Kenyan institutions never cease to amaze with colourful blueprints that are purposely authored to generate plenty of heat and no light. So now the Teachers Service Commission (TSC) has introduced the so-called radical measures to select, appoint and deploy head teachers.
Never short of lofty and high-sounding nouns, TSC has developed a policy document, Identification, Selection, Appointment, Deployment and Training of Head Teachers, in an attempt to improve the management of learning institutions.
Nothing wrong with this marvelous new policy if only it was meant to be implemented as authored. But alas, in Kenya you have to be overtly and covertly optimistic to divorce expediency in such grand schemes.
You don’t have to be a neurosurgeon to see the impending tension between communities left to build their own schools only for TSC to deploy a professional head teacher whose modus operandi is at odds with the local interests. Not employing their sons and daughters who may not be qualified is a definite source of tension and eventual fallout.
TSC has professionally proposed that heads of post-primary institutions only become eligible for deployment outside their localities and communities. That would be sweet music to educationists since the move would effectively sever the links of patronage and nepotism in addition to reducing pursuit of personal interests often seen in running matatus and kiosks.
Social integration among the youth at their formative ages would be a great leap into banishing retrogressive mindset moulded in ETHNIC SUPERIORITY. We have witnessed the perils of being a student of Chepkoilel primary school proceeding to Chepkoilel Secondary and then qualifying for Chepkoilel Campus. Him who is not travelled/exposed often thinks his mum is the best cook. Long gone are the good old days when Mr. Mwamburi was a revered teacher in Suneka Primary School his not speaking Kisii notwithstanding.
TSC’s new directive amounts to making micro fundamental policies in a flawed national fabric. Granted secondary education is the best platform to plat the seed of national cohesion among the numerous Kenyan tribes. But Moi’s ruinous ERROR witnessed populist expansion of education at the expense of quality and structure. 8-4-4 is a marvelous idea working flawlessly in Canada but Moi never left implementation of Mackay’s commission to professionals. The end product was to have specialized professions like music and art/craft bastardized to juvenile levels.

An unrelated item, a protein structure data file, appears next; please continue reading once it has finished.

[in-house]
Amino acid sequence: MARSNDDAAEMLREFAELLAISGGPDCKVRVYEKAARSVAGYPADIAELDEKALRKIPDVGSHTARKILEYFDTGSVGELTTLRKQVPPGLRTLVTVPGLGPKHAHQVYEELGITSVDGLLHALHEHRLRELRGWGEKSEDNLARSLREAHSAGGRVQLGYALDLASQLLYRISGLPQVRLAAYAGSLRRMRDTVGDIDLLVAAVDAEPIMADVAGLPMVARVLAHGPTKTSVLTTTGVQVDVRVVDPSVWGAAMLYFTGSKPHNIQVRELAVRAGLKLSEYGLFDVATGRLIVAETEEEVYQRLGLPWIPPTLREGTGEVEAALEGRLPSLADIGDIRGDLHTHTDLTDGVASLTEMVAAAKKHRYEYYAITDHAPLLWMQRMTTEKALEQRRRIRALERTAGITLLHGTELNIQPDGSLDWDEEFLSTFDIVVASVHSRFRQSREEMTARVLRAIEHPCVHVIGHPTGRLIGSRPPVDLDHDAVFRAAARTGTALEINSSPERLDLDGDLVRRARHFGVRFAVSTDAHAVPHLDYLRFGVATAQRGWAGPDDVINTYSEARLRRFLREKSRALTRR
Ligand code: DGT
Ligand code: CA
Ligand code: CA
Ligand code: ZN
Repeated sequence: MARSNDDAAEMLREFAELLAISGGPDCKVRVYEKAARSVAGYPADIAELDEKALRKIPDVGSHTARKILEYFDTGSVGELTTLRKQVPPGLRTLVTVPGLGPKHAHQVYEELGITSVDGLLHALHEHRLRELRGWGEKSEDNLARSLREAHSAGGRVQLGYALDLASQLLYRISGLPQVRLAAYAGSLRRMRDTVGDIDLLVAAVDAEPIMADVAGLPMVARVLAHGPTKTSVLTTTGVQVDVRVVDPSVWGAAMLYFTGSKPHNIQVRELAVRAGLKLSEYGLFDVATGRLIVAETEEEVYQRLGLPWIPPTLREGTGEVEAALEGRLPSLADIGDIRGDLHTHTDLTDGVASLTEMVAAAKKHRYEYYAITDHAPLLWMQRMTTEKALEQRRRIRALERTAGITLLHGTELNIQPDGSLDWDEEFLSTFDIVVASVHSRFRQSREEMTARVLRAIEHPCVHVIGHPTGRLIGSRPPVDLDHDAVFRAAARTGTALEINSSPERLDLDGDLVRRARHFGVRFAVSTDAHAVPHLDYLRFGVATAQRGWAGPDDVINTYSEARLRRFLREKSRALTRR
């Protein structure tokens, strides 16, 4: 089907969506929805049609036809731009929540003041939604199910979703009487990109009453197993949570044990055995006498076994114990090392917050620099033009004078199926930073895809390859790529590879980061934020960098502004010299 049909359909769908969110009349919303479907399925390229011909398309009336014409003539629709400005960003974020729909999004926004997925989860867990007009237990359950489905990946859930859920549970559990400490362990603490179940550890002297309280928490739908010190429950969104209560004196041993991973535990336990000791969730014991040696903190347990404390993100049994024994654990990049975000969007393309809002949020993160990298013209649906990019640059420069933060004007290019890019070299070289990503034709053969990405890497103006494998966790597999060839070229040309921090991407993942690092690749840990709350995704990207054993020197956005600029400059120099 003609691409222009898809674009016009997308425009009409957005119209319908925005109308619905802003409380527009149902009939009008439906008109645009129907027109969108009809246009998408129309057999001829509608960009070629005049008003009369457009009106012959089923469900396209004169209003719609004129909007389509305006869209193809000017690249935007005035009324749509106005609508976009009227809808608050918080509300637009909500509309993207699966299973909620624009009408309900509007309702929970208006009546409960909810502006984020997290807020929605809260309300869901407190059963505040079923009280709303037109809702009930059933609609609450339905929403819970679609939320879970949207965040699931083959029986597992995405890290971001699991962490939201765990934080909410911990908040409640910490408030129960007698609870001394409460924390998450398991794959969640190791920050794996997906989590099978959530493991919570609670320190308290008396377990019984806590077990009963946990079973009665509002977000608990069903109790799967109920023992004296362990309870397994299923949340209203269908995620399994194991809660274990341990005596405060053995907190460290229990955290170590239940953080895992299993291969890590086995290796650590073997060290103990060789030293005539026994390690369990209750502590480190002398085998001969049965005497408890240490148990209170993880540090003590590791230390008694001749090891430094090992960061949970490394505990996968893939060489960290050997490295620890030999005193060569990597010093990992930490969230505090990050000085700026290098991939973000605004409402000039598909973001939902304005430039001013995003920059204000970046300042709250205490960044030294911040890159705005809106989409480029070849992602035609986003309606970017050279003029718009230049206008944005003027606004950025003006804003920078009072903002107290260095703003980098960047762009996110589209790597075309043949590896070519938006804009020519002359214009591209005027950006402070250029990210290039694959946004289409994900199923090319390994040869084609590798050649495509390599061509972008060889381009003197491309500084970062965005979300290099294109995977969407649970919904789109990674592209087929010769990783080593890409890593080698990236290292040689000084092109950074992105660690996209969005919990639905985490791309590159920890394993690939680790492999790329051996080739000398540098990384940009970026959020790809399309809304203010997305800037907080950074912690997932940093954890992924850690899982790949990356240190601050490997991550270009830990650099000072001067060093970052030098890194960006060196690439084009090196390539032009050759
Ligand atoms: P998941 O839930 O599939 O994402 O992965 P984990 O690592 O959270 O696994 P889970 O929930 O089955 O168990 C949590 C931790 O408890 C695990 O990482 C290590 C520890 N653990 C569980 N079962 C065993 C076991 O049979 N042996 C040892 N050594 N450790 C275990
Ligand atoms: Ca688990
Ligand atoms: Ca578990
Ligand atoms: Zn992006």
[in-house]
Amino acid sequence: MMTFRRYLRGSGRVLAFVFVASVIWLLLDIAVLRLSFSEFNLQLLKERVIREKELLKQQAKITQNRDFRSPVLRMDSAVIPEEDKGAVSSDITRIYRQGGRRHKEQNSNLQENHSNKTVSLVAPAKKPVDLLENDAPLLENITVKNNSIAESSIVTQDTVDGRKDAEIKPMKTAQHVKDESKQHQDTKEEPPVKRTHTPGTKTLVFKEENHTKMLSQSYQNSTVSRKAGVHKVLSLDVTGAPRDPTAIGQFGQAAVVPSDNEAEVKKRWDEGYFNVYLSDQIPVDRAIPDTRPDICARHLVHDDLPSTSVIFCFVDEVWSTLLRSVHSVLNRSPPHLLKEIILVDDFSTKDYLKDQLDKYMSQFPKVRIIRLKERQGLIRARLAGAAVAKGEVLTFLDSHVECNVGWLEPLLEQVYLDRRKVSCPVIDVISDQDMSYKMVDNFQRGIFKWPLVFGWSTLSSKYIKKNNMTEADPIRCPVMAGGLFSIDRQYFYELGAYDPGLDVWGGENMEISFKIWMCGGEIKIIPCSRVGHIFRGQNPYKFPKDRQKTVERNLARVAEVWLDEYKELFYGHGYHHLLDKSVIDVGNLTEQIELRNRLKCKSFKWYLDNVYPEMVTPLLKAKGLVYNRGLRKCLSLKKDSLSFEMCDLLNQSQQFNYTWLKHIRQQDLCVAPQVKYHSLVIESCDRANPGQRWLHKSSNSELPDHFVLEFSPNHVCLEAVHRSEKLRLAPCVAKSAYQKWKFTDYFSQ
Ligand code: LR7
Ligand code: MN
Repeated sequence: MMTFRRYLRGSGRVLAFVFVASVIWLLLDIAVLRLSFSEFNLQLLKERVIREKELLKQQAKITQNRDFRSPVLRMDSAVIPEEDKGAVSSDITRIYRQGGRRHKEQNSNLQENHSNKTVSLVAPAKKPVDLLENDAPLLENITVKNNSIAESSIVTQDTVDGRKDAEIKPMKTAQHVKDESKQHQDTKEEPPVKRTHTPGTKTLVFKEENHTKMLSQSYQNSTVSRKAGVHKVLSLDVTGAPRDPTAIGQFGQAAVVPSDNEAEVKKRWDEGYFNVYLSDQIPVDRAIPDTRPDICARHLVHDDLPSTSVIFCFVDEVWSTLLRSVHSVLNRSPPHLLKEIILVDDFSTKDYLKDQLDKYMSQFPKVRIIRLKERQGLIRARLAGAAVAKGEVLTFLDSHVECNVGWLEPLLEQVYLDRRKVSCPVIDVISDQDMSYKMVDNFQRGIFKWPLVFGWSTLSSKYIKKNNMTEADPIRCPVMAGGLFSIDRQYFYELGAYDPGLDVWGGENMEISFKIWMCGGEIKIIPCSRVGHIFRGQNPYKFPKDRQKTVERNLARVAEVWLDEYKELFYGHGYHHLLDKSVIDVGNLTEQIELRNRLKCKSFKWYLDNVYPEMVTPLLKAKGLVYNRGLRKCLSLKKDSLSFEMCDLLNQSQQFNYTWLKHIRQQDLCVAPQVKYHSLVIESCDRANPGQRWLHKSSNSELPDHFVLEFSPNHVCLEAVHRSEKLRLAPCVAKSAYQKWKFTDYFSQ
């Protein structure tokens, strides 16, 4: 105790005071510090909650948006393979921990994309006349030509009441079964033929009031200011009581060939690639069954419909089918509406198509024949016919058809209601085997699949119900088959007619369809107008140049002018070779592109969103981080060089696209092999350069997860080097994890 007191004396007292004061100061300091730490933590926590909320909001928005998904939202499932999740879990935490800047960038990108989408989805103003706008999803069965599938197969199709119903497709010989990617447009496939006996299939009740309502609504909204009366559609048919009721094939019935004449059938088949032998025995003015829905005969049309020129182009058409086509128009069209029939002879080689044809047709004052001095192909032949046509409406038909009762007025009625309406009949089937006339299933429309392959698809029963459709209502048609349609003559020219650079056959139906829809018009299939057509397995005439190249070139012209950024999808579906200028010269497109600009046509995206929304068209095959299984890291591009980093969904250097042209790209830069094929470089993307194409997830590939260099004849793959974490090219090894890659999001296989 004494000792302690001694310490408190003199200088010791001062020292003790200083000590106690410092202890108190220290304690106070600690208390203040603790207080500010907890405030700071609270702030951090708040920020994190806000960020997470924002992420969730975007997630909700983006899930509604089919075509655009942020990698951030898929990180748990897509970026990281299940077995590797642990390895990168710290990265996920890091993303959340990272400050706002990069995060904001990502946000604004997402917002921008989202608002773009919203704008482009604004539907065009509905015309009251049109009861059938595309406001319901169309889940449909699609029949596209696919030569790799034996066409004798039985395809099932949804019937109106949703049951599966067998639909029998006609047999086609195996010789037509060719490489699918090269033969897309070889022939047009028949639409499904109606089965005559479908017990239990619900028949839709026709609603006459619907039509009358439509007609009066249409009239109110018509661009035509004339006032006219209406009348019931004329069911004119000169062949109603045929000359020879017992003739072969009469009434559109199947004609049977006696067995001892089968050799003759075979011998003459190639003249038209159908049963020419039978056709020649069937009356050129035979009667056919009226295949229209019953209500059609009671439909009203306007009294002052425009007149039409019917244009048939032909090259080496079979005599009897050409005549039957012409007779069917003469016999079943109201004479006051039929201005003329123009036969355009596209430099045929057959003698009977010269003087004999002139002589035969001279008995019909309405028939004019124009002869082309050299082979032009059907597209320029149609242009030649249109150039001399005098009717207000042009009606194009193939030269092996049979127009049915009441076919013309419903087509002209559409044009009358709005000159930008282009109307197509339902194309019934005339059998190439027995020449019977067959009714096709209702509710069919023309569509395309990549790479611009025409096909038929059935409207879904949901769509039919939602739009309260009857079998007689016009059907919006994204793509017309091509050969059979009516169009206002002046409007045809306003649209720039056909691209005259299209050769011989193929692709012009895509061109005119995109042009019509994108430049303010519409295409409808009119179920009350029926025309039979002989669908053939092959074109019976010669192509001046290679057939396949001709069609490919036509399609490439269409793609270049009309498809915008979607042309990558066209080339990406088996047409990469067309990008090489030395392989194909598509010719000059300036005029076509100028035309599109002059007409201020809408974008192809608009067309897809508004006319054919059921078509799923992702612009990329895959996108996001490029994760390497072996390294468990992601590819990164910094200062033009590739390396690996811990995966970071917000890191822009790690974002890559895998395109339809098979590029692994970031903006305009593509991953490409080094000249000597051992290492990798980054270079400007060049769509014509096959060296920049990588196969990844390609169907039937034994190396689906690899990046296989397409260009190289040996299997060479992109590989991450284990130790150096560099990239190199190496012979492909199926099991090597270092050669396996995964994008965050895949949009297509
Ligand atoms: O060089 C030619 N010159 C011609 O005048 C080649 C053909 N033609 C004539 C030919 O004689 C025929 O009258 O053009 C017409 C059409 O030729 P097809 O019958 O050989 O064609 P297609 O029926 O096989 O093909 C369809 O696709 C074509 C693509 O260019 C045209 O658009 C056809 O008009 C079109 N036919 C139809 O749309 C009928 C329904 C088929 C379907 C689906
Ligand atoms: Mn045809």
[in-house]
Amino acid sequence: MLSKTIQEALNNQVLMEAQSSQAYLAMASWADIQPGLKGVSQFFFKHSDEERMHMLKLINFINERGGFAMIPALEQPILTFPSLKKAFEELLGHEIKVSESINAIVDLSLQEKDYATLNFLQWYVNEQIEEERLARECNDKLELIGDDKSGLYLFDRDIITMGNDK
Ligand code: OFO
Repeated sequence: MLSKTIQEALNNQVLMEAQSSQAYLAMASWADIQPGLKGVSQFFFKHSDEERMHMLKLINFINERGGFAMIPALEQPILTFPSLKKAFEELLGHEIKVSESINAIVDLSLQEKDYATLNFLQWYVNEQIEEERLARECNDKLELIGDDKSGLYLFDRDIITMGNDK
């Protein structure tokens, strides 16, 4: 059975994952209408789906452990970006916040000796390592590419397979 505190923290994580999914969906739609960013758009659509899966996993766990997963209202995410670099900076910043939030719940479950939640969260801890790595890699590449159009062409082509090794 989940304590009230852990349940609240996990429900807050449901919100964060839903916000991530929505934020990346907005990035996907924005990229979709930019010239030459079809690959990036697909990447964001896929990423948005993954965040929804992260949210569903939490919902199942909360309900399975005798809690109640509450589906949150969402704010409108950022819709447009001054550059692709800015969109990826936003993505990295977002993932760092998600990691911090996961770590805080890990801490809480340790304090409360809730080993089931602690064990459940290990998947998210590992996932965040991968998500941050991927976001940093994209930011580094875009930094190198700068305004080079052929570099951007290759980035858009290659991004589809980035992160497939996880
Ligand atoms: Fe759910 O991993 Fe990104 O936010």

Slaying flies with a hammer
Apologists to the present political dispensation will readily jump to the cliche tokenism to use Moi's low bar for Kibaki. Education is such an important corner stone of a country's identity and prospect that must not be left at the whims of populism and machinations of scoundrels. The last six years have been no better as evident in populating the Ministry of education with the right DNA top heavy with dinosaurs.
It is not difficult to see the localized version of our quest to SUCCEED academically at whatever cost. Last years KCSE fiasco is a case in point where parents conspired with teachers to finance widespread exam cheating. Apologists may downplay that as an isolated episode but not for those conversant with Kenya’s steady decline in education standards over the past years. The nationwide cheating was only evident when the scandal gained CRITICAL MASS.
The TSC policy is a right move that only scratches the surface of a national affliction education with potential long term consequences. Kenya prides itself in her enormous human resources. But leaving educational infrastructure in the hands of villagers only to shove head teachers down their throats is a recipe of rural tension and subsequent downturn in quality.
Until we prioritize education and leave its policies to professionals, Kenya will continue living the national lie of being a regional hub of excellence. Inferior politics that never spares any sector its ugly claws is our bane.